The Secretary General of the United Nations acknowledged in 2008 that there is no specific definition of “maritime security” but identified seven activities that endanger maritime security: piracy and armed robbery against ships; terrorist activity involving shipping, off shore installations and other maritime interests; illicit trafficking in arms and weapons of mass destruction; illicit trafficking in narcotics and psychotropic substances; smuggling and trafficking of persons by sea; illegal fishing and intentional and unlawful damage to the oceanic environment. With regard to air transport, the United Nations Security Council, in 1985, adopted Resolution 635 which states inter alia that the United Nations condemns all acts of unlawful interference against the security of civil aviation; calls upon all States to co-operate in devising and implementing measures to prevent all acts of terrorism, including those involving explosives; and welcomes the work already undertaken by the International Civil Aviation Organization, and by other international organizations, aimed at preventing and eliminating all acts of terrorism, in particular in the field of aviation security.
There is simply no doubt that an act of piracy is an act of terrorism. Disturbing trends off the coast of Eastern Africa, particularly starting from 2008 and mostly affecting the Gulf of Aden and the coasts off Kenya and Somalia in the Indian Ocean, portend an ominous threat for maritime security. It is reported that in 2008 the International Maritime Organization recorded 121 pirate attacks on merchant vessels globally 34 of which were off the Eastern seaboard of Africa and 17 in the Indian Ocean region. The seizure of the Sirius Star in November 2008 off the coast of Mombasa, Kenya drew world attention, particularly since a cash ransom of $3 million was paid to the pirates for the release of the ship. During the same period 14 ships were being held along with 268 hostages.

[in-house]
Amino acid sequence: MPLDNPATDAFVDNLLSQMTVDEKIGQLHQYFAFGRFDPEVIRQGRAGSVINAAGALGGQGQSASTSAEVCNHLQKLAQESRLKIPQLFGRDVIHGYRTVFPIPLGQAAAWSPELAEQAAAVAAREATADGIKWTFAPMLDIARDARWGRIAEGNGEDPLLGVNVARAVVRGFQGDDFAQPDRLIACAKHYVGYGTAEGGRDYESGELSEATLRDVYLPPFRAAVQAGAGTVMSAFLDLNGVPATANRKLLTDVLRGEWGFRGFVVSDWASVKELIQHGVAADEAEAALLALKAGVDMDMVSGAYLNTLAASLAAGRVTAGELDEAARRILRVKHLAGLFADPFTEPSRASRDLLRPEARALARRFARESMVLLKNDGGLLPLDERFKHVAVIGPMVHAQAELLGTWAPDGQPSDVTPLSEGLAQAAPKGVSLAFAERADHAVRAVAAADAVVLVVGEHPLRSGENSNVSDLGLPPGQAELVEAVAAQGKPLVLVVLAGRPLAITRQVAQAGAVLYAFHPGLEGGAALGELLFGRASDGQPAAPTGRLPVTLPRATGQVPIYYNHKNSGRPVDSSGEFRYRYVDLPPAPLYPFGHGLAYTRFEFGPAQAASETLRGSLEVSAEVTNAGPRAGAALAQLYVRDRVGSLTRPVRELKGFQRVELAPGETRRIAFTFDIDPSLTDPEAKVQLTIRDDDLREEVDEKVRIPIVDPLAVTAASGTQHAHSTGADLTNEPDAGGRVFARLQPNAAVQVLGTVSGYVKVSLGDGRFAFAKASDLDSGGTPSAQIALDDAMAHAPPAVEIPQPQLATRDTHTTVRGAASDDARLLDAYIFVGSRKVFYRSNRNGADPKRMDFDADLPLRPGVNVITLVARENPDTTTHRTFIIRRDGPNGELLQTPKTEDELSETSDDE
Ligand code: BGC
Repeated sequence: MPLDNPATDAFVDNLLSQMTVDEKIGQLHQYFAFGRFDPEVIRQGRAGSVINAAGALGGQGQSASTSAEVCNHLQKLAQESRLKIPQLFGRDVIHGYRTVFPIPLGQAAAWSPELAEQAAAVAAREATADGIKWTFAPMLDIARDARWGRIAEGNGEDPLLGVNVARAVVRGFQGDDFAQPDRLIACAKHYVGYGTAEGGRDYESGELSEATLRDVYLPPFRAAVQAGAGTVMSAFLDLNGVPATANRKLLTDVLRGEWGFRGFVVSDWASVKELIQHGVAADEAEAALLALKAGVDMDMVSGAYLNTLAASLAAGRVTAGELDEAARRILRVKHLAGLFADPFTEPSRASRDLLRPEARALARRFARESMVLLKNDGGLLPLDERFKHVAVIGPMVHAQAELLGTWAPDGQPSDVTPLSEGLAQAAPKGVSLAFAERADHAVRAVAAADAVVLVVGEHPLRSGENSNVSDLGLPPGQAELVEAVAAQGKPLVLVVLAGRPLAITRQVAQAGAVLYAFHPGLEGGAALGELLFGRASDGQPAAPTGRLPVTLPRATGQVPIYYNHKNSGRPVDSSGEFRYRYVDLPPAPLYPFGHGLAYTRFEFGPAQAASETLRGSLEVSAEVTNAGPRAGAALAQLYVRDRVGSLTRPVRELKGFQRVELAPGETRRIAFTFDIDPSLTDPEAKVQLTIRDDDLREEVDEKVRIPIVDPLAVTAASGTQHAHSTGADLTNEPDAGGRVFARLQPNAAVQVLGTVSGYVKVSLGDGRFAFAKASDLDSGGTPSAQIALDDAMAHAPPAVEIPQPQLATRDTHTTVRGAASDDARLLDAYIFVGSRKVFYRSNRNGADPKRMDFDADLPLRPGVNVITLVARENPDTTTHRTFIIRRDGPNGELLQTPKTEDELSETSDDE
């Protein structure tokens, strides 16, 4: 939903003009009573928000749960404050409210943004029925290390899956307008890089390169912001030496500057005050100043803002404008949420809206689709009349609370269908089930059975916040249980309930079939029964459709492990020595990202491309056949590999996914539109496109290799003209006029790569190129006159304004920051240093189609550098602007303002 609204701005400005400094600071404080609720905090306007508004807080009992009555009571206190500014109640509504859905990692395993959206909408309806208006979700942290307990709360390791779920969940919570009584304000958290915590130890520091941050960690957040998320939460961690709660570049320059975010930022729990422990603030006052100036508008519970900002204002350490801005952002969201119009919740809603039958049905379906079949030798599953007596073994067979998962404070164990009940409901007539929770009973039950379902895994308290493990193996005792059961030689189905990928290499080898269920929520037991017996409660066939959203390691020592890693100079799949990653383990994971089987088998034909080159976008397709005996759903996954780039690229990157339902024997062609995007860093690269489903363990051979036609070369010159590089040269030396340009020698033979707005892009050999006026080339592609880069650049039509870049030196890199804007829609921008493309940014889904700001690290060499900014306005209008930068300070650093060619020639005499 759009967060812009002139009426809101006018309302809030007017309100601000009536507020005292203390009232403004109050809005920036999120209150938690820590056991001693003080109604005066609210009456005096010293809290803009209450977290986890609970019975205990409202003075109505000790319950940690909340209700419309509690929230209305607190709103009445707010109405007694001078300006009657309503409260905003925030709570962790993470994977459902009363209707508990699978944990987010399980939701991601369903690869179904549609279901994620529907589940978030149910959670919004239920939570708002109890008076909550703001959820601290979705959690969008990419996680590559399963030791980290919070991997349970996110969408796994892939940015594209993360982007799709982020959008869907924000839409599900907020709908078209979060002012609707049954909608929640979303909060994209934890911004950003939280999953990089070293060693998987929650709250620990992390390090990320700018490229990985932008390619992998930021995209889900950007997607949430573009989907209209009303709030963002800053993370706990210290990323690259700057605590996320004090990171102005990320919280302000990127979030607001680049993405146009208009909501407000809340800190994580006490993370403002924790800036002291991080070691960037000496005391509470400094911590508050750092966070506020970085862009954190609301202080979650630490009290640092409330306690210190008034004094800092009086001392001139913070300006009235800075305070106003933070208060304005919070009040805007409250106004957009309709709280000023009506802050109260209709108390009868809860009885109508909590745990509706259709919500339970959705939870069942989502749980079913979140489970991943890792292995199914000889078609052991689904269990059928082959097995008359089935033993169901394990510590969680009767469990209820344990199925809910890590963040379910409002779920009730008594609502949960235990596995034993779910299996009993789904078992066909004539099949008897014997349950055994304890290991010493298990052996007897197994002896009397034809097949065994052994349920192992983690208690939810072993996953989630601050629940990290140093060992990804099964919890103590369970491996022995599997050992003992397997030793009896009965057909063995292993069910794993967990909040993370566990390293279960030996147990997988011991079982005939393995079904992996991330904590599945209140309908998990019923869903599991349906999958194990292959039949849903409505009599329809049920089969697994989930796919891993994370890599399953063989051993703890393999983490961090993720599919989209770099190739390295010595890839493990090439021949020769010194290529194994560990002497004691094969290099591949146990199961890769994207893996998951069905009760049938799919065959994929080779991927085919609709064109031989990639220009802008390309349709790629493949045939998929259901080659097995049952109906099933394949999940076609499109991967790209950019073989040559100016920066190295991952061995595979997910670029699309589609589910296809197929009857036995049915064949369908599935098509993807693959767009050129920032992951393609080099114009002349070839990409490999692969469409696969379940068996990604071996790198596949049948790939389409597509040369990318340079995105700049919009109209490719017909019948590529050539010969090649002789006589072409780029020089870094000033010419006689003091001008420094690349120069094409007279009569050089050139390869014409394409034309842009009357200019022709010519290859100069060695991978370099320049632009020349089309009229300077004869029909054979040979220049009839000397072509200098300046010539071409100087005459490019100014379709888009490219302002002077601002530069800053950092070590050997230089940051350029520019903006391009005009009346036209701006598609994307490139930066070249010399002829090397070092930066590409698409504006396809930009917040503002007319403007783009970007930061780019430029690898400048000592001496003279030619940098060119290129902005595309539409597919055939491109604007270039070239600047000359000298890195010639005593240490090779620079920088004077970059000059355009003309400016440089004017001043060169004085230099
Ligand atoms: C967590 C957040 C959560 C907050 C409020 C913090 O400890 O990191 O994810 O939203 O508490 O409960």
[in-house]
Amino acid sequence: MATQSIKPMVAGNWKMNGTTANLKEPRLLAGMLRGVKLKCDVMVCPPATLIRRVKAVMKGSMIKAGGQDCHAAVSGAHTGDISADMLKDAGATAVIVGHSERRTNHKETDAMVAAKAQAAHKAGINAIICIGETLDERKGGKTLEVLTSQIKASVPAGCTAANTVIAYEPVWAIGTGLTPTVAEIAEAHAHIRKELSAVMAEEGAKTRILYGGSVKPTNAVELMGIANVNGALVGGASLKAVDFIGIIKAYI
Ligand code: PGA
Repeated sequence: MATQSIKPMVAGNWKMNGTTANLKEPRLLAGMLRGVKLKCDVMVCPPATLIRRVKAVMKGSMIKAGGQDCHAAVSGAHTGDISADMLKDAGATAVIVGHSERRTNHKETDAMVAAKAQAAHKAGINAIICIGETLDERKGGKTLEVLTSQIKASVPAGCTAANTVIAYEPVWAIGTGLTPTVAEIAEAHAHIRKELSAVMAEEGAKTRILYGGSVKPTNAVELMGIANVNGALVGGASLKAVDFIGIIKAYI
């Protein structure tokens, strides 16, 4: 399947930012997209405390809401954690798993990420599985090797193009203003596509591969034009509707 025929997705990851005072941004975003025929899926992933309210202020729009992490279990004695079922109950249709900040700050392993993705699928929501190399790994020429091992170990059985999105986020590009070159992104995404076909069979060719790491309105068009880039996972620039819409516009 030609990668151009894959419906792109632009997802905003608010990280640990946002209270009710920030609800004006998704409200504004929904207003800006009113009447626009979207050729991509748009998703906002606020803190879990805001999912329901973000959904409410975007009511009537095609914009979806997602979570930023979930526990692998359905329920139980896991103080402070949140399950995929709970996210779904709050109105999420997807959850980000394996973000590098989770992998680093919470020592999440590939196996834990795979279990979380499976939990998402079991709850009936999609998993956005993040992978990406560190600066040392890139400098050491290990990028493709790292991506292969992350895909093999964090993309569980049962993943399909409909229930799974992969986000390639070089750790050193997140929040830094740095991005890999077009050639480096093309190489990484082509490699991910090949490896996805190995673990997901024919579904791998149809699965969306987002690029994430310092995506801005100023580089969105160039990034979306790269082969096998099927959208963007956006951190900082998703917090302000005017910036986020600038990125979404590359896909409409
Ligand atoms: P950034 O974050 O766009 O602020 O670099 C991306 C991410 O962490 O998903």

Waters off the Indian Ocean coast of Somalia have proved to be a dangerous area that threatens the shipping industry with acts of piracy. Somali waters have far overtaken traditionally dangerous areas such as the Straits of Malacca in the South East Asian, the waters of Nigeria and Iraq with the recent spate of piracy off the Somali coast. The pirates carry out daring acts of stealing goods or food aid with the use of speedboats, frequently extending their illegal activity to impounding ships for ransom.
The advantage maritime transport has over other modes of transport is that it carries large volumes of energy, food, precious metals and consumer goods. Although the biggest threat to maritime security is the smuggling of goods and people, piracy has raised its head, making the basic assumption that terrorist interference is rare in maritime transport a thing of the past. It is reported that since 1968, there have been 162 maritime incidents that can be associated with terrorist acts.
The biggest problem associated with responding to terrorism is that often, accusations of terrorism are met not by a denial of the fact of responsibility but by a justification for the impugned actions. This obfuscates the issue and makes what constitutes “terrorism” highly contentious and controversial. When some who perform acts of violence justify their acts as espousing a cause and expressing their right of self-determination and the resistance to an oppressive and totalitarian regime, and some societies condone or agree with such an interpretation, it becomes increasingly difficult to establish global consensus on terrorism.
It has been suggested that concise and direct action, even deadly force, must be employed to deter piracy. The development and implementation of a coherent tactical response to maritime terrorism is necessary, where forces have to be trained. This has to be done holistically and not in a fragmented manner which would focus only on any one type of transport. The concerned bodies of the United Nations must get together to address maritime, air and surface transport on the valid basis that the threats faced by all three modes of transport are common and adopt basic standards for cargo, passenger, baggage and document screening. Above all, these standards should arm the UN bodies with enforcement powers and require them to establish joint security intelligence centres. Therefore, although it is quite evident that the world community has diligently addressed threats that confront transportation security, it is evident that much needs to be done; both on a pre-emptive and preventive basis and that the success of measures taken to counter this threat would mostly depend on the political will of States.
The author is a senior professional at the International Civil Aviation Organization

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Author: Sri Lanka Guardian